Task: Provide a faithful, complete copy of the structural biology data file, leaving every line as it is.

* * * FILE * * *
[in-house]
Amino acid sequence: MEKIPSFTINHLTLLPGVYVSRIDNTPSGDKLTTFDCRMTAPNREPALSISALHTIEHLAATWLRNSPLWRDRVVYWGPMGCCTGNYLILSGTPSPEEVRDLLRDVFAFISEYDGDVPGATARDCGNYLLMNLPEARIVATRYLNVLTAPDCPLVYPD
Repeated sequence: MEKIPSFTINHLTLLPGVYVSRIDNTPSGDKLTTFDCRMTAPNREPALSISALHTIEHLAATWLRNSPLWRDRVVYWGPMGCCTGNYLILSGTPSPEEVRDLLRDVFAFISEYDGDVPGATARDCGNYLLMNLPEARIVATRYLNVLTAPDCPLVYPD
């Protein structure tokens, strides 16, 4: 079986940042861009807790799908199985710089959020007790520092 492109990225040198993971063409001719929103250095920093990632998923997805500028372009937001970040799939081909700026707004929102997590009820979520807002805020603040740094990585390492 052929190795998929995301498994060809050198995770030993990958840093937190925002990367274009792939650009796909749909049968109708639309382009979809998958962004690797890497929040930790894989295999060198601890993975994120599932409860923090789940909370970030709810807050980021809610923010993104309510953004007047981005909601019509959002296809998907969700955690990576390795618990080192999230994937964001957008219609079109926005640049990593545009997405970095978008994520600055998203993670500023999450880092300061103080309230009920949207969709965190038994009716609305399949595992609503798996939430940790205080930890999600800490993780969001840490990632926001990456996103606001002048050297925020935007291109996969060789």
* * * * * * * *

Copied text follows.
[in-house]
Amino acid sequence: MEKIPSFTINHLTLLPGVYVSRIDNTPSGDKLTTFDCRMTAPNREPALSISALHTIEHLAATWLRNSPLWRDRVVYWGPMGCCTGNYLILSGTPSPEEVRDLLRDVFAFISEYDGDVPGATARDCGNYLLMNLPEARIVATRYLNVLTAPDCPLVYPD
Repeated sequence: MEKIPSFTINHLTLLPGVYVSRIDNTPSGDKLTTFDCRMTAPNREPALSISALHTIEHLAATWLRNSPLWRDRVVYWGPMGCCTGNYLILSGTPSPEEVRDLLRDVFAFISEYDGDVPGATARDCGNYLLMNLPEARIVATRYLNVLTAPDCPLVYPD
């Protein structure tokens, strides 16, 4: 079986940042861009807790799908199985710089959020007790520092 492109990225040198993971063409001719929103250095920093990632998923997805500028372009937001970040799939081909700026707004929102997590009820979520807002805020603040740094990585390492 052929190795998929995301498994060809050198995770030993990958840093937190925002990367274009792939650009796909749909049968109708639309382009979809998958962004690797890497929040930790894989295999060198601890993975994120599932409860923090789940909370970030709810807050980021809610923010993104309510953004007047981005909601019509959002296809998907969700955690990576390795618990080192999230994937964001957008219609079109926005640049990593545009997405970095978008994520600055998203993670500023999450880092300061103080309230009920949207969709965190038994009716609305399949595992609503798996939430940790205080930890999600800490993780969001840490990632926001990456996103606001002048050297925020935007291109996969060789």